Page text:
TESTIMONY OF RONNIE LUPE, TRIBAL CHAIRMAN THE WHITE MOUNTAIN APACHE TRIBE FORT APACHE INDIAN RESERVATION, ARIZONA SENATE COMMITTEE ON INDIAN AFFAIRS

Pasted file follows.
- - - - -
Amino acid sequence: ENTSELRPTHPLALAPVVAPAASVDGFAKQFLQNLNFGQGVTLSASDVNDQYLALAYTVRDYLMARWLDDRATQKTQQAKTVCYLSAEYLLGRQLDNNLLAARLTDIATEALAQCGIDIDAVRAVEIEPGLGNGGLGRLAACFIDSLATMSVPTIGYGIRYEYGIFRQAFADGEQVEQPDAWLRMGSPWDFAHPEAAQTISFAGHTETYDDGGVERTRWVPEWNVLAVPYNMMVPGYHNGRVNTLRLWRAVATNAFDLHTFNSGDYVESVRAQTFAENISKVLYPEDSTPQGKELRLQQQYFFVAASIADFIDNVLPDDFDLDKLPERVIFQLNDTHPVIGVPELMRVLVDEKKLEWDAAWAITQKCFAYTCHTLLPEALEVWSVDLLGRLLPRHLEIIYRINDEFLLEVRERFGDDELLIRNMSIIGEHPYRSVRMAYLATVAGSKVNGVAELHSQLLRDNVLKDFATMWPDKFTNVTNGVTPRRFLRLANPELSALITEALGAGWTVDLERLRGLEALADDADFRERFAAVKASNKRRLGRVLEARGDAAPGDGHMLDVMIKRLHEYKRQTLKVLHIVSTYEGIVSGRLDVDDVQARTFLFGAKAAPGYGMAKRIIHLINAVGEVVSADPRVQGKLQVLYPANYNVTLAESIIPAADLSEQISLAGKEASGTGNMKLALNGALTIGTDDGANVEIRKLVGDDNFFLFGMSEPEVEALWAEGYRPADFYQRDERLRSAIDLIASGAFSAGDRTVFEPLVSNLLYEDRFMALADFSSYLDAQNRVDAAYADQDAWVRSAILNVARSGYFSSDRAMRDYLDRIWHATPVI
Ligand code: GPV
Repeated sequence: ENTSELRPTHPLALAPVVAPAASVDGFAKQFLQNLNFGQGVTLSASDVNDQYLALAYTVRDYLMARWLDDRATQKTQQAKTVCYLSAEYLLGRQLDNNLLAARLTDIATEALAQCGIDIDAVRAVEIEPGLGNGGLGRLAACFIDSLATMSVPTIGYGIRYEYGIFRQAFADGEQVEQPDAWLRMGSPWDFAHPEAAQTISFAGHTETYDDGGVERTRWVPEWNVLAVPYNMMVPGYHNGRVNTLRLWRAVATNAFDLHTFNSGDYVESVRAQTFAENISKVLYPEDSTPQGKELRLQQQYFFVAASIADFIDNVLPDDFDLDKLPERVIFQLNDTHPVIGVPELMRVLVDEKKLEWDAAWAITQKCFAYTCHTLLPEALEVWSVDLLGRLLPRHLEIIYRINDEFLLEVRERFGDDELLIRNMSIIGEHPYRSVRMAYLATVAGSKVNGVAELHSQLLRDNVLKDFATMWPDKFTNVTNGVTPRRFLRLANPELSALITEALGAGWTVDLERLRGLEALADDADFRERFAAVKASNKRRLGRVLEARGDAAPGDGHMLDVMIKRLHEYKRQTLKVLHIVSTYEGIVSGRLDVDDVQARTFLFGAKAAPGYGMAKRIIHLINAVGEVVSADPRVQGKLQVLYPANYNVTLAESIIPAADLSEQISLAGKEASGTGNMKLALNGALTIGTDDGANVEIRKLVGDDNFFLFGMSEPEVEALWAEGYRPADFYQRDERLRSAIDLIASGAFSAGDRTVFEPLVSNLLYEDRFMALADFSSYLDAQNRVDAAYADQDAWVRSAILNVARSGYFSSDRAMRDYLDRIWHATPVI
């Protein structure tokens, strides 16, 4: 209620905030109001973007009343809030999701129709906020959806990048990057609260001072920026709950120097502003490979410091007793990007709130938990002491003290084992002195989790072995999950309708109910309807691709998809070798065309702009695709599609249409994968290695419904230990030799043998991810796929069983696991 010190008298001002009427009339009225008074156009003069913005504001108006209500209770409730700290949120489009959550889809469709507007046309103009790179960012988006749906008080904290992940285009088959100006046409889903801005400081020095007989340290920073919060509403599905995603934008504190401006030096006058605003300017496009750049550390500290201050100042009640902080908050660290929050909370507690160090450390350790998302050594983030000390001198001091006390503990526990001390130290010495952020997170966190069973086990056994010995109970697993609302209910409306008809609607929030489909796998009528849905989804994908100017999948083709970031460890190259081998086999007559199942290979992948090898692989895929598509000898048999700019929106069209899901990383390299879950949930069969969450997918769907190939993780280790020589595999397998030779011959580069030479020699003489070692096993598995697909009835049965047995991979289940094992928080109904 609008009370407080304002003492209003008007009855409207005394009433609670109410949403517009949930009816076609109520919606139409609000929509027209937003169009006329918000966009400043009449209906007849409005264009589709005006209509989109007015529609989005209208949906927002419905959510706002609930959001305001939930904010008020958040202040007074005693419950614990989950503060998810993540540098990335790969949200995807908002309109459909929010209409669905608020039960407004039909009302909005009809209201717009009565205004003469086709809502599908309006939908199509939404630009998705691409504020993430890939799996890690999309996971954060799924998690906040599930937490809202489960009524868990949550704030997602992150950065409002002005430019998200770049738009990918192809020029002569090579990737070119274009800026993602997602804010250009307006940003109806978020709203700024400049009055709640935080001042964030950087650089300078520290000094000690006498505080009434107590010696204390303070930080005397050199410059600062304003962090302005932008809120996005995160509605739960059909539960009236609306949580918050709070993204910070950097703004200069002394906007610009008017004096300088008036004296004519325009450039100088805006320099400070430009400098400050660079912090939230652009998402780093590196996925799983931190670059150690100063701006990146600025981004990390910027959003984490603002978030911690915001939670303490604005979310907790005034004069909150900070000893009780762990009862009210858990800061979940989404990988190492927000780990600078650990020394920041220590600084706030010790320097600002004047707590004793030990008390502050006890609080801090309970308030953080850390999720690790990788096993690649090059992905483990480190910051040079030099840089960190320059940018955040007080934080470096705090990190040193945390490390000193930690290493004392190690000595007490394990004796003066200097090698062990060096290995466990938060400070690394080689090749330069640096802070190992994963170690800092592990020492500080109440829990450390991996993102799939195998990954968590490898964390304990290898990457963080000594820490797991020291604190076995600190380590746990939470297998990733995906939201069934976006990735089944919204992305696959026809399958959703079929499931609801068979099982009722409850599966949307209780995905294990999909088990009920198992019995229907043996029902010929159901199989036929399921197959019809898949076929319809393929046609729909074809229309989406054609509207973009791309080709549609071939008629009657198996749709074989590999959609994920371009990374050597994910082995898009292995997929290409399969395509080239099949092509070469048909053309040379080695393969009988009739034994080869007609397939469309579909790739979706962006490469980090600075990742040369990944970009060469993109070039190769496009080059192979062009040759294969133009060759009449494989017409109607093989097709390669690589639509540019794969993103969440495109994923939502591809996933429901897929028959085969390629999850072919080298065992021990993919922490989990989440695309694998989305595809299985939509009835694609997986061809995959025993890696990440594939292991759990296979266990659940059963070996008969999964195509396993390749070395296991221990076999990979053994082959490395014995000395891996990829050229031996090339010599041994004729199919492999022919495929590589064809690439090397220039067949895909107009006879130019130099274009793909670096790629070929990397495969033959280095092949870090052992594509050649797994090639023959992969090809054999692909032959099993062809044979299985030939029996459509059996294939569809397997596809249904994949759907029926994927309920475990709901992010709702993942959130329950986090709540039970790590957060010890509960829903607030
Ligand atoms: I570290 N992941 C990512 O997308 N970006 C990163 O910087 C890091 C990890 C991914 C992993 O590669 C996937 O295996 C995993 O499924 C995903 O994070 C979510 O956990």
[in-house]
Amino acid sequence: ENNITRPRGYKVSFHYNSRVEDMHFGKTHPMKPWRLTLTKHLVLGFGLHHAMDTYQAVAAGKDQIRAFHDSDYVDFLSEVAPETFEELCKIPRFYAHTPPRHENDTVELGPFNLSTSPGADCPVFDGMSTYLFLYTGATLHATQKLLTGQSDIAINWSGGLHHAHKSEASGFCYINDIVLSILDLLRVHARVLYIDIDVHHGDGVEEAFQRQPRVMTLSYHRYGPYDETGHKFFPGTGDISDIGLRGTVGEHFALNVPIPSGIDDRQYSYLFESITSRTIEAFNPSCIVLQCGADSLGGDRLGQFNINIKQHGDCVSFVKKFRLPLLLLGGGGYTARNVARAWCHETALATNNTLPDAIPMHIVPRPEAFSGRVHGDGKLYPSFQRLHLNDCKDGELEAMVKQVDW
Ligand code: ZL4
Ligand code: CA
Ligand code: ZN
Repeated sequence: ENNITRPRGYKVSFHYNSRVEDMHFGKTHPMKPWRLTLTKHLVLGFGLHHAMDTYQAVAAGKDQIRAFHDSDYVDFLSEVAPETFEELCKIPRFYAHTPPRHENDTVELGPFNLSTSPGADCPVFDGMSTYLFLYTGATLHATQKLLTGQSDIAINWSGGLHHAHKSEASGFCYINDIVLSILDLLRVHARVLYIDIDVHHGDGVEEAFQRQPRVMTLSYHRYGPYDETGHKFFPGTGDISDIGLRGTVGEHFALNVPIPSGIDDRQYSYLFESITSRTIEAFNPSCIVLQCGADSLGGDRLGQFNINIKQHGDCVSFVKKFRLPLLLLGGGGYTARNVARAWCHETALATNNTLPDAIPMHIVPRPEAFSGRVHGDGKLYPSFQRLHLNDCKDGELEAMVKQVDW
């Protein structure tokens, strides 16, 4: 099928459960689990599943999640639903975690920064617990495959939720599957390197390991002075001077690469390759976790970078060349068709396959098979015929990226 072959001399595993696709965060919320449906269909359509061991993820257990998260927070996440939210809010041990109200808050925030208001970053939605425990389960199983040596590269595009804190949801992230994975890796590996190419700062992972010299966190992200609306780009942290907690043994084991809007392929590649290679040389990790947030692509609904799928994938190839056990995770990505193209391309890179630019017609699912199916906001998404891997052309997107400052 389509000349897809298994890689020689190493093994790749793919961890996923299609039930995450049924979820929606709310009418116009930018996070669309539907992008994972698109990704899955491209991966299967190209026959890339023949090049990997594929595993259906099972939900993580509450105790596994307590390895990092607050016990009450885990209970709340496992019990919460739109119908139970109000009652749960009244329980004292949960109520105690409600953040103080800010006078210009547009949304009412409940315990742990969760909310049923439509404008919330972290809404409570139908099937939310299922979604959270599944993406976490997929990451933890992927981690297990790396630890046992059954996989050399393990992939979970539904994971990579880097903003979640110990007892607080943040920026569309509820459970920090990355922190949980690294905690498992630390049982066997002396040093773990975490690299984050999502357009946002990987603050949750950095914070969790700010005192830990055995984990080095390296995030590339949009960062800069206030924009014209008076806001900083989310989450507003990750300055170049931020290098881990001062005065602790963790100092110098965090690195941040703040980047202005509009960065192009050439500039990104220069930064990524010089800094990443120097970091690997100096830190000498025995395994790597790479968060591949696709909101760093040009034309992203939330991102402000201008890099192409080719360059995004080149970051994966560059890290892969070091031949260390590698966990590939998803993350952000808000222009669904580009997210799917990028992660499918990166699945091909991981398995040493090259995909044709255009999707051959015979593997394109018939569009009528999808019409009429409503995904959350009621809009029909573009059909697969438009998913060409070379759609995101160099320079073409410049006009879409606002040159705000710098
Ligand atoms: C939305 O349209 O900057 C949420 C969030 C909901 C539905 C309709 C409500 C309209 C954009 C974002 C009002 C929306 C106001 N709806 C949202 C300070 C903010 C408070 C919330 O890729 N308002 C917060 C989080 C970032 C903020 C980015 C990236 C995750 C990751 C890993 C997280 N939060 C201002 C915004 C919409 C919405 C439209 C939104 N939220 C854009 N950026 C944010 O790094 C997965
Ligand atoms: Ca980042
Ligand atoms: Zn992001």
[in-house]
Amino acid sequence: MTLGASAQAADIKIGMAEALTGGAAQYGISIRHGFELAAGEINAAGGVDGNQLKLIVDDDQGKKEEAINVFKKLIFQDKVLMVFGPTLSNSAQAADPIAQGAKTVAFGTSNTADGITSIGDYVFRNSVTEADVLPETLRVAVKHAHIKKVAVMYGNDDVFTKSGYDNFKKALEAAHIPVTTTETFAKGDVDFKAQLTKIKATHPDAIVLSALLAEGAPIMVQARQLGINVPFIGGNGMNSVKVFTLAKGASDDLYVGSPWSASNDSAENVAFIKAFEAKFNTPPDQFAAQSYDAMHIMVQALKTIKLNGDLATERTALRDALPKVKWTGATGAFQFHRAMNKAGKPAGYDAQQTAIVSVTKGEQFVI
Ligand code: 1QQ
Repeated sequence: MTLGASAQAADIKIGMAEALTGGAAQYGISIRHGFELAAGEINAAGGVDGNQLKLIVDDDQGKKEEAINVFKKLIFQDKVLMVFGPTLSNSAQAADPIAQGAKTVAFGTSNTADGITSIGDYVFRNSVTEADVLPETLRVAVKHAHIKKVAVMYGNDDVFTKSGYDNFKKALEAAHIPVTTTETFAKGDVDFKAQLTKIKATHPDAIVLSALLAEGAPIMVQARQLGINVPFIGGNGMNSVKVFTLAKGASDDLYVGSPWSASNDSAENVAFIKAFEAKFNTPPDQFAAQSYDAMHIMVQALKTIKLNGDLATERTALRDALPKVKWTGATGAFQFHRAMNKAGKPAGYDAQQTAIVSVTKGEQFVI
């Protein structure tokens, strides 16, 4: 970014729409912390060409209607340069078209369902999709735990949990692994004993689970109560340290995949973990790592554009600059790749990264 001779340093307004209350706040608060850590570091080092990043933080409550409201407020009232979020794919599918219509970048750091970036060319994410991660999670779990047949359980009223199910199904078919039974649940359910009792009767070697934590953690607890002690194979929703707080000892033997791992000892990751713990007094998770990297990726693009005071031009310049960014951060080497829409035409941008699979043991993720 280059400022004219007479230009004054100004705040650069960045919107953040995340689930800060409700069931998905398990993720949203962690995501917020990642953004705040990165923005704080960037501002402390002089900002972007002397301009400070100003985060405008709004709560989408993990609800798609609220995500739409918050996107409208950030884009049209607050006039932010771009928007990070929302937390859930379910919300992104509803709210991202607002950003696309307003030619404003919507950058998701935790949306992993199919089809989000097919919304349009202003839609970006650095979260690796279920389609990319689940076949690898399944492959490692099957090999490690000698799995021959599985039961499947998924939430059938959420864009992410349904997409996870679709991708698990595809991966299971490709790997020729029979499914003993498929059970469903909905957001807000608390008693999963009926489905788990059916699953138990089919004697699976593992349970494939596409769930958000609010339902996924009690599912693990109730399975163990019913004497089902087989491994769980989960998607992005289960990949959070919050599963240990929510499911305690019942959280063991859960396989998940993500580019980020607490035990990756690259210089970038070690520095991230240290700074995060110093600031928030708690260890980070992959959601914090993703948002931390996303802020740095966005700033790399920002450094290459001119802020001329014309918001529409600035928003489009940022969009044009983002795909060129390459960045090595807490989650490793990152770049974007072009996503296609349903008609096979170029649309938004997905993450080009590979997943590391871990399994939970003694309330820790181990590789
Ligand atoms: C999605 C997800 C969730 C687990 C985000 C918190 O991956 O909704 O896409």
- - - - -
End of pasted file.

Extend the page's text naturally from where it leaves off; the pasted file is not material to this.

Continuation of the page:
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1 TESTIMONY OF RONNIE LUPE, TRIBAL CHAIRMAN THE WHITE MOUNTAIN APACHE TRIBE FORT APACHE INDIAN RESERVATION, ARIZONA SENATE COMMITTEE ON INDIAN AFFAIRS Dirksen Senate Office Building, Room 628 White Mountain Apache Tribe Water Rights Quantification Act of 2009 (S. 313) April 2, 2009 Chairman Dorgan, Vice Chairman Barrasso and members of the Committee: Thank you for the opportunity to testify in support of S. 313, the White Mountain Apache Tribe Water Rights Quantification Act of My name is Ronnie Lupe. I am the Tribal Chairman of the White Mountain Apache Tribe. We live on the Fort Apache Indian Reservation upon aboriginal lands which we have occupied since time immemorial. Our Reservation is located about 200 miles Northeast of Phoenix in the White Mountain Region of East Central Arizona as illustrated in the attached map. S. 313 will quantify, preserve, recognize, and settle the reserved water rights of the White Mountain Apache Tribe in perpetuity, provide Tribal waivers and releases of claims regarding all State law water users in the Gila River and Little Colorado River basins and against United States (except for the United States acting as trustee on behalf of other Indian Tribes). 1 The White Mountain Apache Tribe holds full beneficial title to 1.66 million acres of trust land in the east central highlands of the State of Arizona. The Tribe s Fort Apache Indian Reservation was established by Executive Order in We have retained actual, exclusive, use and occupancy of our aboriginal lands within the boundaries designated by the Executive Orders dated November 9, 1871 and December 14, 1872, without exception, reservation, or limitation since time immemorial. The Tribe s vested property rights, including its aboriginal and other federal reserved rights to the use of water, often referred to as Winters Doctrine Water Rights, that underlie, border and traverse its lands, have never been extinguished by the United States and are prior and paramount to all rights to the use of water in the Gila River drainage, of which the Salt River is a major source. Except for a small portion of the Reservation that drains to the Little Colorado River Basin, virtually the entire Reservation drains to the Salt River. The headwaters and tributaries of the Salt River arise on our Reservation and are the principal sources of water for the Tribe, the downstream Cities of Avondale, Chandler, Gilbert, Glendale, 1 Tribal waivers of potential water related breach of trust claims against the United States far exceed the authorization in S.313 for approximately $166 million in federal appropriations for (1) the OM&R Trust Fund for the Miner Flat Project; (2) existing lakes infrastructure enhancement; (3) fish hatchery repair, rehabilitation and expansion; (4) fisheries Center; (5) repair of existing irrigation systems; (6) forest management study and Sawmill retooling to accommodate smaller diameter trees; (7) snowmaking infrastructure; and (8) future lake development. 1